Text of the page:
lufthansa airplane.jpg

Lufthansa flight 534 has just landed in Caracas. But only a few dozen people can be seen waiting at the baggage claim.

"I think there were maybe 40 to 50 people on board," said passenger Mary Mujica. She and her husband left Venezuela for Spain a few years ago, but now wanted to visit their family in the midst of the crisis. "Hardly anyone dares to come here any more," Mujica said.

Welcome to Venezuela, the country with the world's highest inflation rate and a socialist government that can no longer feed its people. Caracas' Simon Bolivar International airport has become an emblem of Venezuela’s crisis.

Lufthansa has been flying to Caracas since 1971. On Friday, however, all flights scheduled by the German airline will be canceled until further notice.

"The difficult economic circumstances [in Venezuela] and the inability to transfer local currency into US dollars have both led to this decision," spokesman Thomas Jachnow said.

The state-mandated exchange rate is far lower than that of the black market: a dollar brings 10 bolivars officially, and up to 1,000 on the black market.

Soaring inflation of the bolivar has made it hard for foreign airlines to secure any profit from tickets sold in the local currency. In Venezuela, Lufthansa is waiting to collect hundreds of millions in debts.

According to the web portal Aerotelegraph, Venezuela tops the list of airline debts worldwide with 3.78 billion dollars past due, followed by Nigeria, Sudan, and Egypt.

Since revenue must be exchanged at extremely poor central bank rates and the airlines' bank transfers are repeatedly blocked, airlines are operating fewer and fewer flights.

Even the Chilean-Brazilian airline Latam is due to cancel its Venezuela flights in August, following in the footsteps of Alitalia, Brazilian airline Gol, and the Ecuadorian airline Tame.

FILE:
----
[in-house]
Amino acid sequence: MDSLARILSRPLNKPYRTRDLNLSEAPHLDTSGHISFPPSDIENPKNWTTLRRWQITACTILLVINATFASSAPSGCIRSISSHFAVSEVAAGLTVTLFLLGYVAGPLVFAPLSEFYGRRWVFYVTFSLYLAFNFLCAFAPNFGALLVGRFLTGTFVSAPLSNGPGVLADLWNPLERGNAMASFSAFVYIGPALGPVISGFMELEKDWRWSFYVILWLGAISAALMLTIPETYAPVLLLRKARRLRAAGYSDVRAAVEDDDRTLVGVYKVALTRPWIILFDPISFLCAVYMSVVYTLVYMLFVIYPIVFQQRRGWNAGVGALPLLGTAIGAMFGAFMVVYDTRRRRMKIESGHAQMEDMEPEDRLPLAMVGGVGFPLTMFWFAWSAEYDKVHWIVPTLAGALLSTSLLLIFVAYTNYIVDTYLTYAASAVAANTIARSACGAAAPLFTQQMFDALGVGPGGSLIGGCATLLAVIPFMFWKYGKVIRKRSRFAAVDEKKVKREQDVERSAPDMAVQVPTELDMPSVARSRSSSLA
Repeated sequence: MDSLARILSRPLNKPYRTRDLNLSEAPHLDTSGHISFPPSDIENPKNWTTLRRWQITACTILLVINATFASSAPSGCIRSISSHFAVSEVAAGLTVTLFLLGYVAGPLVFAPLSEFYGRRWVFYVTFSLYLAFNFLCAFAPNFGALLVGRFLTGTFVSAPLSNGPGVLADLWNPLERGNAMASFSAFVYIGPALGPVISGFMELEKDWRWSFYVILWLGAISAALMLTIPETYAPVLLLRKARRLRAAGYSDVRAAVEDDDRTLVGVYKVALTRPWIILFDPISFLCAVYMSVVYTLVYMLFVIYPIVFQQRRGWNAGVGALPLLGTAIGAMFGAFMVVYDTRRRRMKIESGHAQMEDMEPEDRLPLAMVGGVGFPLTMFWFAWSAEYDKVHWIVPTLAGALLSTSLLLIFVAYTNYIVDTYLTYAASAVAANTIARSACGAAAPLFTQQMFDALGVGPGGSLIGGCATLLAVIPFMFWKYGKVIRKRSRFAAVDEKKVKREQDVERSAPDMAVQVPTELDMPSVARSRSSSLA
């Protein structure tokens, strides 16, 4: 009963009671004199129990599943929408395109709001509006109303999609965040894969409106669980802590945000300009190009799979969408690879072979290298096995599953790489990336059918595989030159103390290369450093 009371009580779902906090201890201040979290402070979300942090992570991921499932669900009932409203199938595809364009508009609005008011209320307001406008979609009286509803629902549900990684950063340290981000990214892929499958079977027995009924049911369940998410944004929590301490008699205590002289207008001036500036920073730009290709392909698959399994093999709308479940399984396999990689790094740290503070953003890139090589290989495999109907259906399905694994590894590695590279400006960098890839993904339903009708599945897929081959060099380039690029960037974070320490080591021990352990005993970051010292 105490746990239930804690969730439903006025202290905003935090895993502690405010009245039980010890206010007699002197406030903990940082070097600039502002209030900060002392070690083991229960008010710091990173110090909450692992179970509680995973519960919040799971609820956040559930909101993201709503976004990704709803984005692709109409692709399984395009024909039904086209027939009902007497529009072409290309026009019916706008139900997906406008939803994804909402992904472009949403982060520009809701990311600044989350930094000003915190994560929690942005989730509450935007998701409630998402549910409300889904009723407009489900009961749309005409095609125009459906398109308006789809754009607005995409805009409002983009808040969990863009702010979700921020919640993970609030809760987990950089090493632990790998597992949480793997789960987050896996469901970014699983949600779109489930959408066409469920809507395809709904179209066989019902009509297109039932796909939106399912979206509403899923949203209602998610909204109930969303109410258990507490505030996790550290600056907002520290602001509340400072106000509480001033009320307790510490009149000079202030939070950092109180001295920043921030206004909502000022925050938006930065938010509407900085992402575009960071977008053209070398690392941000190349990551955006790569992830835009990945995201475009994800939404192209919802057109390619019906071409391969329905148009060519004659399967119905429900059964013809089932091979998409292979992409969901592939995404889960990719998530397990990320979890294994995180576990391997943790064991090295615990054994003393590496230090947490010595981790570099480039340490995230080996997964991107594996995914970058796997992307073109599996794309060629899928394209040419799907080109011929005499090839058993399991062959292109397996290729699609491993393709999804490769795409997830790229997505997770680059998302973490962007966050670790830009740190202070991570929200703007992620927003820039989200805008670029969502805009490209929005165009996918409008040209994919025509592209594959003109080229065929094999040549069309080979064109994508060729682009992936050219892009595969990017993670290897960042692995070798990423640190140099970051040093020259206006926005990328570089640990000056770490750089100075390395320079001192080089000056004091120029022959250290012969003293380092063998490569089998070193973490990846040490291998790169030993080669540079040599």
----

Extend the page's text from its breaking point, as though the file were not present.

And so the airport has become a kind of ghost town. Three duty-free salespeople absentmindedly rotate on swivel chairs and fiddle with their cell phones. Men wait in vain for customers to show up to have their luggage wrapped in plastic. The tourism desk is abandoned - instead, a lot of military personnel are standing around.

Especially hard-hit by this situation are people like taxi driver Manuel Villoria, 67. He has been driving the route from the suburban airport to the center of Caracas for 33 years.

"It was never this bad. Now even Lufthansa is giving up," he said.

At the immigration counter, an oversized image of Hugo Chavez, the founder of "21st Century Socialism," greets new arrivals. He stands in a crowd of young people, with a caption of the slogan "Sigamos juntos" ("Let’s keep it up.")

But the shine is off the great socialist project. Today, people in Venezuela fear an impending explosion of violence.

The opposition wants to oust Chavez successor President Nicolas Maduro by referendum as quickly as possible. Maduro has cracked down on dissent as protests over food shortages have turned deadly.

Above all, there is a lack of foreign currency for importing goods. There are lines everywhere: at pharmacies, supermarkets and bakeries. Malt shortages have curbed the country's beer production. Coca Cola had to cut back due to lack of sugar.

On top of all that come the security problems. Caracas is one of the most dangerous cities in the world.

As a result, the lists of flights on airport arrival screens are getting shorter and shorter. For now, Lufthansa will offer only connecting flights through its Colombian and Panamanian partners.

Shortly before Lufthansa 534 arrived, an Air France flight landed from Paris - with only 80 people on board, according to a flight attendant.

"But the plane will certainly be full on the way back," she said. "Because lots of people just want to get out."

Related stories

Venezuelans demand end to "dictatorship" as tensions surge

Currency chaos in Venezuela as bills pulled over "attack"

Lack of new banknotes causes alarm in Venezuela

Latest news

SpaceX plans to fly two passengers around moon, NASA involved

SpaceX is planning to fly two private citizens around the moon next year, the first manned trip to the Earth's only natural satellite in more than four decades, the private company said Monday.

Key congressman has 'no evidence' of Trump contacts with Russia

The chairman of the US House of Representatives' Intelligence Committee said he is not aware of any evidence of improper contacts between Russian officials and Donald Trump's presidential campaign.